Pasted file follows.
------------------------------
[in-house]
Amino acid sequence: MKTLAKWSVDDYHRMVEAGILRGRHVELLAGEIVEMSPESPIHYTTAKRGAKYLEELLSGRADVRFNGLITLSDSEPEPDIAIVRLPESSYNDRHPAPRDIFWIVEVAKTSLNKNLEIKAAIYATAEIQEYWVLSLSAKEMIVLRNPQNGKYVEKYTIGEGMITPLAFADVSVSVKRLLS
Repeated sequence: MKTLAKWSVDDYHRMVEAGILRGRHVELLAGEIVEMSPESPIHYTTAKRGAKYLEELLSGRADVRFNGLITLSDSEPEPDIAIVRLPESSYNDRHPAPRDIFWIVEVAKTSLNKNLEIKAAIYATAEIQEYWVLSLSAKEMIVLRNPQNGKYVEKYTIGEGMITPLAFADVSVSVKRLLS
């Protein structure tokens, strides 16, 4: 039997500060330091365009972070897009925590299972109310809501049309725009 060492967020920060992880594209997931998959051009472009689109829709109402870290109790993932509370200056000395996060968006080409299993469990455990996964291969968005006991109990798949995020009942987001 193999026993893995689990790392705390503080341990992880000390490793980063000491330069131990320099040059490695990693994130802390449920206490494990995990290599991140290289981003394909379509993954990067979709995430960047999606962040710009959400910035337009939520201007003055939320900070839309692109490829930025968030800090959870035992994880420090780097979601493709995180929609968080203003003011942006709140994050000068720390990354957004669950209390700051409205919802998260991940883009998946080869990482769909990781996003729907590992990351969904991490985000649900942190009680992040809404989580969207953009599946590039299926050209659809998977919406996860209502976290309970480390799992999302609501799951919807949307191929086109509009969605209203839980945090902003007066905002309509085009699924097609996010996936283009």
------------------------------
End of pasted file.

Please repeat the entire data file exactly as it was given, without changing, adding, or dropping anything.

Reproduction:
[in-house]
Amino acid sequence: MKTLAKWSVDDYHRMVEAGILRGRHVELLAGEIVEMSPESPIHYTTAKRGAKYLEELLSGRADVRFNGLITLSDSEPEPDIAIVRLPESSYNDRHPAPRDIFWIVEVAKTSLNKNLEIKAAIYATAEIQEYWVLSLSAKEMIVLRNPQNGKYVEKYTIGEGMITPLAFADVSVSVKRLLS
Repeated sequence: MKTLAKWSVDDYHRMVEAGILRGRHVELLAGEIVEMSPESPIHYTTAKRGAKYLEELLSGRADVRFNGLITLSDSEPEPDIAIVRLPESSYNDRHPAPRDIFWIVEVAKTSLNKNLEIKAAIYATAEIQEYWVLSLSAKEMIVLRNPQNGKYVEKYTIGEGMITPLAFADVSVSVKRLLS
């Protein structure tokens, strides 16, 4: 039997500060330091365009972070897009925590299972109310809501049309725009 060492967020920060992880594209997931998959051009472009689109829709109402870290109790993932509370200056000395996060968006080409299993469990455990996964291969968005006991109990798949995020009942987001 193999026993893995689990790392705390503080341990992880000390490793980063000491330069131990320099040059490695990693994130802390449920206490494990995990290599991140290289981003394909379509993954990067979709995430960047999606962040710009959400910035337009939520201007003055939320900070839309692109490829930025968030800090959870035992994880420090780097979601493709995180929609968080203003003011942006709140994050000068720390990354957004669950209390700051409205919802998260991940883009998946080869990482769909990781996003729907590992990351969904991490985000649900942190009680992040809404989580969207953009599946590039299926050209659809998977919406996860209502976290309970480390799992999302609501799951919807949307191929086109509009969605209203839980945090902003007066905002309509085009699924097609996010996936283009």